Current charter requirements don’t call for the mayor to introduce a redistricting plan after a census until the year of a City Council election and require the city to finalize its map in a tight, 60-day window. Cohen’s plan pushes that process up to the year after new census data comes out and draws it out over a six-month period, mandating public hearings to field community feedback.

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Mosby said in a statement that he looks forward to “productive discourse and discussion” about the competing ideas, adding that there are “inherent problems” in the current charter requirements.

The timing of last year’s redistricting process was a point of contention between Scott and the council president from the start.

Attorneys with the law department argued that the 60-day window to finalize legislative lines included any back-and-forth between the mayor and council, so Mosby moved aggressively to get a plan to Scott’s desk. Though the two sides seemed to find a compromise before that deadline in October, the last-minute timing of Scott’s veto ultimately left the council with no opportunity to respond.

Scott spokesman Bryan Doherty said the mayor looks forward to reviewing the specifics of Cohen’s proposal. “In general,” the administration is “aligned with a more inclusive and less politicized process,” Doherty said.

At the time of his veto in November, Scott said the version of the map approved by council fell short of his standards for balancing district populations and ensuring an equitable distribution of resources and institutions. Scott’s team also argued at the time that they offered Mosby compromises that he didn’t accept, leaving the mayor with “no choice but to veto.”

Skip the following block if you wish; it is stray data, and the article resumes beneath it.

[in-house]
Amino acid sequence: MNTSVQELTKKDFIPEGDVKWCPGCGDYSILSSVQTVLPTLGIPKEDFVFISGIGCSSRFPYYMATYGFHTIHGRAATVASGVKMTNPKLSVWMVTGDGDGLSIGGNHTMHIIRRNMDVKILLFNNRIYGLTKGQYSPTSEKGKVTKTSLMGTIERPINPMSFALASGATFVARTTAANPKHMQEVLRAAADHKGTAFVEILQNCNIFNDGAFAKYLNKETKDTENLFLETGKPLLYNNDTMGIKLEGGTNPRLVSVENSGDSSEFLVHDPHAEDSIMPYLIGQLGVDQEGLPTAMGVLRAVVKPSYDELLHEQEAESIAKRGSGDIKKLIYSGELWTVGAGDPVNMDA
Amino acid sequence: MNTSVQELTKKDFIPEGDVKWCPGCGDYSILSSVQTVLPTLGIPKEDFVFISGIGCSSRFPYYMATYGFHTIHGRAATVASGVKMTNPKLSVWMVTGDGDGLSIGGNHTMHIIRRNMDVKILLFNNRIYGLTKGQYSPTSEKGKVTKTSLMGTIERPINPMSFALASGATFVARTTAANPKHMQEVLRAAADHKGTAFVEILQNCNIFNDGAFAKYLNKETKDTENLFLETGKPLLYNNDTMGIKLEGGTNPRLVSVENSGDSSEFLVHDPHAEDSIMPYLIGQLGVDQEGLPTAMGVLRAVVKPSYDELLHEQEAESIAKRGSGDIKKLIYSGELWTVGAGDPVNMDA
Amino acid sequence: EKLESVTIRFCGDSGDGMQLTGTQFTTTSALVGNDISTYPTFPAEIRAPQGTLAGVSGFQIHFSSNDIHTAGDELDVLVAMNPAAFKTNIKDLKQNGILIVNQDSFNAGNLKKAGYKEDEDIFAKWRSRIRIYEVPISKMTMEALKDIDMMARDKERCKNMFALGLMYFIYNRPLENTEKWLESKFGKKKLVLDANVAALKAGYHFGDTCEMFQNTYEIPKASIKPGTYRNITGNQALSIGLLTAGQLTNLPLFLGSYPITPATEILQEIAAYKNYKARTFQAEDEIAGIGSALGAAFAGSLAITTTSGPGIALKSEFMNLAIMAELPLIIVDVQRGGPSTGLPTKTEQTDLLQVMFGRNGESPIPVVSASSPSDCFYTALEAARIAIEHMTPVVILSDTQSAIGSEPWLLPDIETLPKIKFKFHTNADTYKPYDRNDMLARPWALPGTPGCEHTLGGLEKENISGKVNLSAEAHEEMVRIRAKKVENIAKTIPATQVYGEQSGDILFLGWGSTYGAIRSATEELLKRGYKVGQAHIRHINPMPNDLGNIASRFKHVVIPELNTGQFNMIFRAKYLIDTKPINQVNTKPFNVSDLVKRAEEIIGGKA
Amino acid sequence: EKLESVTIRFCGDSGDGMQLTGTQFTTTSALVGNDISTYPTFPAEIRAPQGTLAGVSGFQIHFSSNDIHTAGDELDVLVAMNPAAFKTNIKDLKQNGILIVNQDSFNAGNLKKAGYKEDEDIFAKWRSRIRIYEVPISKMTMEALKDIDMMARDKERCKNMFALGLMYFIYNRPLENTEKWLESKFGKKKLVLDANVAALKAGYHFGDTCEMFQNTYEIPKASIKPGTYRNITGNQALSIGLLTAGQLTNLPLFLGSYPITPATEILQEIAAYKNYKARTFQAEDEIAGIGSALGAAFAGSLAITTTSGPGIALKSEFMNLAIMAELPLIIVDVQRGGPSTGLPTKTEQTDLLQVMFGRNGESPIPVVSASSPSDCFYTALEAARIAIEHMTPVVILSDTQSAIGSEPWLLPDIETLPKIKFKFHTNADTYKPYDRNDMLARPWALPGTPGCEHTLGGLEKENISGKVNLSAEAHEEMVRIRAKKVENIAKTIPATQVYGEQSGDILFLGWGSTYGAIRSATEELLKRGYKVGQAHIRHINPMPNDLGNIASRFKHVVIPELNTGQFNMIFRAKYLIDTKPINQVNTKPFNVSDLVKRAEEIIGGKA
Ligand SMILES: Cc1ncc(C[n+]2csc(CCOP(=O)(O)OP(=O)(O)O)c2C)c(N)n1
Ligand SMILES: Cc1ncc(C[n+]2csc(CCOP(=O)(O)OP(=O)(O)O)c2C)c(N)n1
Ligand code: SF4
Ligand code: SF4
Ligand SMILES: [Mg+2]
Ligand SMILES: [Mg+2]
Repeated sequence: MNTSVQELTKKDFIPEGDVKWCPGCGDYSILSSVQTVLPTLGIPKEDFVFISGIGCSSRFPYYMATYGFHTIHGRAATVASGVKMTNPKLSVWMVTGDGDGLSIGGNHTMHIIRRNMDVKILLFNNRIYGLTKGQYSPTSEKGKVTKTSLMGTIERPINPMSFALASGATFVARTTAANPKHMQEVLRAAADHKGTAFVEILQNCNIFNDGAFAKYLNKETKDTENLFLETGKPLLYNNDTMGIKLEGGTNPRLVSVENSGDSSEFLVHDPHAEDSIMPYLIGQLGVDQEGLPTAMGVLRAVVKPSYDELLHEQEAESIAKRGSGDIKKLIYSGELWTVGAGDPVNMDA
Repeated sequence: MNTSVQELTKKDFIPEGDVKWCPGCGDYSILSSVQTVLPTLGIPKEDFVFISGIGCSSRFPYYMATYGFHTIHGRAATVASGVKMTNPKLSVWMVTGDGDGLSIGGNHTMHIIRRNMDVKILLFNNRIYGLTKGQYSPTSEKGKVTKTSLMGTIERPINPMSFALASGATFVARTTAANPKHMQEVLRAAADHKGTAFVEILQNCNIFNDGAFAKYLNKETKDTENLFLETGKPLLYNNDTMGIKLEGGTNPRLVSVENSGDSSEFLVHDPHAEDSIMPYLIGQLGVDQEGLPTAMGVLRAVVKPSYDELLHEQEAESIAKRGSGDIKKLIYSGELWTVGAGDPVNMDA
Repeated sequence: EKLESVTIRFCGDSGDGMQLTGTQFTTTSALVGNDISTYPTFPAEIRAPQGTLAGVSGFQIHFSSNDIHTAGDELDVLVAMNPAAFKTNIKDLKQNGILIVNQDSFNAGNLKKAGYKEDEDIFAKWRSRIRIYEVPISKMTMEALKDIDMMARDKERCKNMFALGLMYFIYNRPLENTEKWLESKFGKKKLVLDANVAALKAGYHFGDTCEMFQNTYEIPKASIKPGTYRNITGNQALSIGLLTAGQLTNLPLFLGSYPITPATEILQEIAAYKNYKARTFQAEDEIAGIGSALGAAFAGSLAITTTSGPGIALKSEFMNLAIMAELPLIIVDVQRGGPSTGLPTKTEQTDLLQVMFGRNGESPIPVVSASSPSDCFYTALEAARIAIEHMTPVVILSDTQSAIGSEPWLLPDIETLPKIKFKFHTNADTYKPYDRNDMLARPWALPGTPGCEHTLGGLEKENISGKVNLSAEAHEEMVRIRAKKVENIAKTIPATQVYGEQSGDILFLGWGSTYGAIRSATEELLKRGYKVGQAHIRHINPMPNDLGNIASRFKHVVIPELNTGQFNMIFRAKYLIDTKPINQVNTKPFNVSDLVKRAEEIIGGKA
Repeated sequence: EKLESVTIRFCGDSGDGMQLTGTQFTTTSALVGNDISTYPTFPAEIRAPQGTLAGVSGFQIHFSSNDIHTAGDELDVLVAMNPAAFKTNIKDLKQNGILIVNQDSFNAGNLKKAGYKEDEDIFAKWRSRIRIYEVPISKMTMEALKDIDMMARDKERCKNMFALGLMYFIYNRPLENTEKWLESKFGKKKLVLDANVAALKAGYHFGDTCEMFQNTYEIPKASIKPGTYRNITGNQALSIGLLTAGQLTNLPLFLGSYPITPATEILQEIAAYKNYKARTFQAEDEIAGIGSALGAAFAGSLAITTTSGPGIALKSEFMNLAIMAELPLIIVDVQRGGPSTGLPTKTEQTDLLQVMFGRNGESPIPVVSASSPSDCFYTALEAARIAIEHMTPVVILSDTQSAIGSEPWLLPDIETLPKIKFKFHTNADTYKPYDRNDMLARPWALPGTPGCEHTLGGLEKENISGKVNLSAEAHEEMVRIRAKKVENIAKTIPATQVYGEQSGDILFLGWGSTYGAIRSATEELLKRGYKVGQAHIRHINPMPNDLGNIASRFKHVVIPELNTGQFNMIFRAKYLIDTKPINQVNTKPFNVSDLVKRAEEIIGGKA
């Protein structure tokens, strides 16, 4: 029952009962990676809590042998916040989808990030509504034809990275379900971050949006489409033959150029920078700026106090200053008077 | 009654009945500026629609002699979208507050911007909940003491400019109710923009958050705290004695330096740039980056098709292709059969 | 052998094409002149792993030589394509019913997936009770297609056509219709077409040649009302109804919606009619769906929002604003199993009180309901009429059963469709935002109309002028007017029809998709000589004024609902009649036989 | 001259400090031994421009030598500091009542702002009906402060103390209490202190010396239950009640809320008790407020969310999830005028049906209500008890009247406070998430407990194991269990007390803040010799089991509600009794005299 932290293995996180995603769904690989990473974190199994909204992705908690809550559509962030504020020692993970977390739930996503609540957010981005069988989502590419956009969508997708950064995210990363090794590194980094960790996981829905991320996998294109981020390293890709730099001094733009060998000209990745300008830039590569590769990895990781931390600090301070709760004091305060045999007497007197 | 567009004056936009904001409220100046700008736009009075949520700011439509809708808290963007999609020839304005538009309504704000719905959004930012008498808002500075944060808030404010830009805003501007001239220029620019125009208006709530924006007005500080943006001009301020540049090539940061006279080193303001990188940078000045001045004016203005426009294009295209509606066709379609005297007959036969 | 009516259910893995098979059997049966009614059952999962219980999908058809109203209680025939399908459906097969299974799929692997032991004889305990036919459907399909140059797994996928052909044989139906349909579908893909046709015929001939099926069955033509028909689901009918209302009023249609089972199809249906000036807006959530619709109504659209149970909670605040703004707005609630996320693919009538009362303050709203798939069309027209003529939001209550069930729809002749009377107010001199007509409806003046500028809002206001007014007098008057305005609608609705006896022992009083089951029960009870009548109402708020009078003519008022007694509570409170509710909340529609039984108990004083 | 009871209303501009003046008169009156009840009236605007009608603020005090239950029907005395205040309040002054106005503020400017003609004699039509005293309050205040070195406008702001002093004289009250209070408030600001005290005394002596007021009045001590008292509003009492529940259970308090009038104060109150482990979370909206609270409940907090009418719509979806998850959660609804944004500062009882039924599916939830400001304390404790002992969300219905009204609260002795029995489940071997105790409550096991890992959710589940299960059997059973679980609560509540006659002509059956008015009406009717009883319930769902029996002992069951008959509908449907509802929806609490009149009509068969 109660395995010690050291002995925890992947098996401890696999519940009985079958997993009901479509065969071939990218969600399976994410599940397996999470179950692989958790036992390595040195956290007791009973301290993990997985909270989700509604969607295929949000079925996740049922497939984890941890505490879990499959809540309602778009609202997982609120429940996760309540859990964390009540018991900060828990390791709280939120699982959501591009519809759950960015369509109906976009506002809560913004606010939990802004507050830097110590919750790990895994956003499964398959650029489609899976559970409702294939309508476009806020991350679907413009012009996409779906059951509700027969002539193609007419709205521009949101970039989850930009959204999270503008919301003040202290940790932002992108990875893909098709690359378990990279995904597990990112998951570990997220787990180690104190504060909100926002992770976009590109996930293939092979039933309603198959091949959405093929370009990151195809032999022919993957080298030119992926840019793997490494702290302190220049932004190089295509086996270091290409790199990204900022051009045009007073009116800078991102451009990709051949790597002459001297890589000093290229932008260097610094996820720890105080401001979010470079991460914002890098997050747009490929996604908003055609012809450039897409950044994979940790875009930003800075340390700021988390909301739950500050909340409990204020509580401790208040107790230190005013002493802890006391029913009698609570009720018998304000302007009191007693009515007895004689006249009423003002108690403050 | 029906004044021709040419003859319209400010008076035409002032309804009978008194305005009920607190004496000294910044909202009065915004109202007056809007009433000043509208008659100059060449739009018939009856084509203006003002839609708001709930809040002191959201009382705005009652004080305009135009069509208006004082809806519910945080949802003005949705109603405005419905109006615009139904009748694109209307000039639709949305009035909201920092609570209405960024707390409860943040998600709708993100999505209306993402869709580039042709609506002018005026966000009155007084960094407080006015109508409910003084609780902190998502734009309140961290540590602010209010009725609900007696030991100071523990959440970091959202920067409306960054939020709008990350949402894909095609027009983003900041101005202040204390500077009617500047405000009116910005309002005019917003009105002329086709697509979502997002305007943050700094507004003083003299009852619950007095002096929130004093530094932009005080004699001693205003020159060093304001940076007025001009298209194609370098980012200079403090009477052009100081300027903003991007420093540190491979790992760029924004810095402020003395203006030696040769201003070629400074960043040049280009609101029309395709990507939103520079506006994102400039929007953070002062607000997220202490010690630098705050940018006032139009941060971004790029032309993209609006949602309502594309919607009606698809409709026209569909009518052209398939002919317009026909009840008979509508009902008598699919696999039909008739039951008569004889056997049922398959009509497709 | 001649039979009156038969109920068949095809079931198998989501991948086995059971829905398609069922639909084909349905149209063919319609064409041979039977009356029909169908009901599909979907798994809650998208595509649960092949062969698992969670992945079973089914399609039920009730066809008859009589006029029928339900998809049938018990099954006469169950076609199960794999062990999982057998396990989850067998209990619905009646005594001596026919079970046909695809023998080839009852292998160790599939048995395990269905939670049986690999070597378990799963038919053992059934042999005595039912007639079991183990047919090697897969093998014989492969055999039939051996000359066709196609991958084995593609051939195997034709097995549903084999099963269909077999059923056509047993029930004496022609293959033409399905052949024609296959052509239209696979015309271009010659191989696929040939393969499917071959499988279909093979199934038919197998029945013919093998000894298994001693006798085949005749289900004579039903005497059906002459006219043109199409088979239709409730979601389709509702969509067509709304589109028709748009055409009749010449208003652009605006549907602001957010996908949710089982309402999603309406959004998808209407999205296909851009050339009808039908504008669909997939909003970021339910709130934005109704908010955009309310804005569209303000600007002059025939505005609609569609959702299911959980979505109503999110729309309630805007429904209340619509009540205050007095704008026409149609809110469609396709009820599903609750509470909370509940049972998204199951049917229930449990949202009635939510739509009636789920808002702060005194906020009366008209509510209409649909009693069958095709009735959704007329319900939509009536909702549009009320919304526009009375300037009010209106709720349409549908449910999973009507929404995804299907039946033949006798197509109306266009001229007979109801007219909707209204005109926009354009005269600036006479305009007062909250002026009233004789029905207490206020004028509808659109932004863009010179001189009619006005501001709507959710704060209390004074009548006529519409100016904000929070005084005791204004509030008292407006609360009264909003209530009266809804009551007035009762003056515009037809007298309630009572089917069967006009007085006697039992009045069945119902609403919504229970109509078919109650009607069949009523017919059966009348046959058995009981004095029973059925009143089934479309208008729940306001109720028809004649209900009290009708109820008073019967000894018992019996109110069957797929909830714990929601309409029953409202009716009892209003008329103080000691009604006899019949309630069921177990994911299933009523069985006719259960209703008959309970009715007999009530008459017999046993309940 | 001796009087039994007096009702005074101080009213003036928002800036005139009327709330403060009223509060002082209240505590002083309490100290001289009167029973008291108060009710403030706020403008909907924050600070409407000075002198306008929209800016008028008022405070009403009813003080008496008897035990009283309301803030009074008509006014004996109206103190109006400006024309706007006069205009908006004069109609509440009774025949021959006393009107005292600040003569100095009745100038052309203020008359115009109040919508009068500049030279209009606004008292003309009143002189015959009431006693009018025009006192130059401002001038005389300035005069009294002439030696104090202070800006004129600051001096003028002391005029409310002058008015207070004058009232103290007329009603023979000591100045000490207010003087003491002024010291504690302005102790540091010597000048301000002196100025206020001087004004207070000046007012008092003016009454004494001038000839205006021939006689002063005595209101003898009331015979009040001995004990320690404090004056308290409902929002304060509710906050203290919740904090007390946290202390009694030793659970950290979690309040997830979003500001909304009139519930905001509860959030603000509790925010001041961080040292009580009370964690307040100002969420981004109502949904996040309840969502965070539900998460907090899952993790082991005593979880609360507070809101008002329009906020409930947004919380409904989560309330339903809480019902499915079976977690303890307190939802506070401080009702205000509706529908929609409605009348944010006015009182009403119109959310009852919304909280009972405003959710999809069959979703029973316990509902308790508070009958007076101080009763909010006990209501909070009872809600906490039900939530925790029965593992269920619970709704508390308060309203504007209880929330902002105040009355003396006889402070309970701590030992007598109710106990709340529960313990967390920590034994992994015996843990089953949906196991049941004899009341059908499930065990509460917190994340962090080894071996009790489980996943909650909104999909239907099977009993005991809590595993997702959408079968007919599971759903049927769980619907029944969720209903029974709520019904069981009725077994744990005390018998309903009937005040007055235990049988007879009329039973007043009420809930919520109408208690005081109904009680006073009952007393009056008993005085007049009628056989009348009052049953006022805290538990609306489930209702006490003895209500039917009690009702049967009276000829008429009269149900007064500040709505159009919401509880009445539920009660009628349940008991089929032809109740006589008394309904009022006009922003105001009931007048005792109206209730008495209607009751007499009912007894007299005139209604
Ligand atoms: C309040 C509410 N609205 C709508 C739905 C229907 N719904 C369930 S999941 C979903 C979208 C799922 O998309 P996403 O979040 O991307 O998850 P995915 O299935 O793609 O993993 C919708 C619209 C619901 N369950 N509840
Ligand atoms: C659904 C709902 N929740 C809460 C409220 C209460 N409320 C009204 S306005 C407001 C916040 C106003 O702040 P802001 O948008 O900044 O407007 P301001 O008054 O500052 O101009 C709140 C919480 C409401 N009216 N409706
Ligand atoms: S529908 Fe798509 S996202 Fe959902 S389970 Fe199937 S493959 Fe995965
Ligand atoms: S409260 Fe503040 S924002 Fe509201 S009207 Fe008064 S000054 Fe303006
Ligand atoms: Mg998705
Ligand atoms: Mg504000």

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Baltimore is required to redraw its district lines every 10 years, after the release of new population estimates from the U.S. Census Bureau. The process in Baltimore kicked off later than it did for other jurisdictions around Maryland, many of which finalized their new maps in 2022.

Regardless of the outcome in the council’s efforts to reform redistricting, there may be dramatic changes in store for the legislative body. A ballot petition to cut the size of the City Council from 14 districts to eight turned in more than 25,000 signatures late last year, all but ensuring that the measure will go before voters in November. That ballot petition is financed almost exclusively by Baltimore County businessman David Smith, the new owner of The Baltimore Sun and executive chairman of the conservative-leaning Sinclair, Inc.

Cohen said he is looking into what happens if both his redistricting commission and the proposal to shrink the council are approved by voters.

But the redistricting commission “is urgent on its own,” he said. “Because we want to ensure that people pick their representatives, not the other way around.”

Correction: This story has been updated to correct the month that Mayor Brandon Scott vetoed the City Council’s redistricting plan.

Adam Willis covers city government for The Banner, including the impacts of the large COVID-19 stimulus package that Baltimore received from the federal government.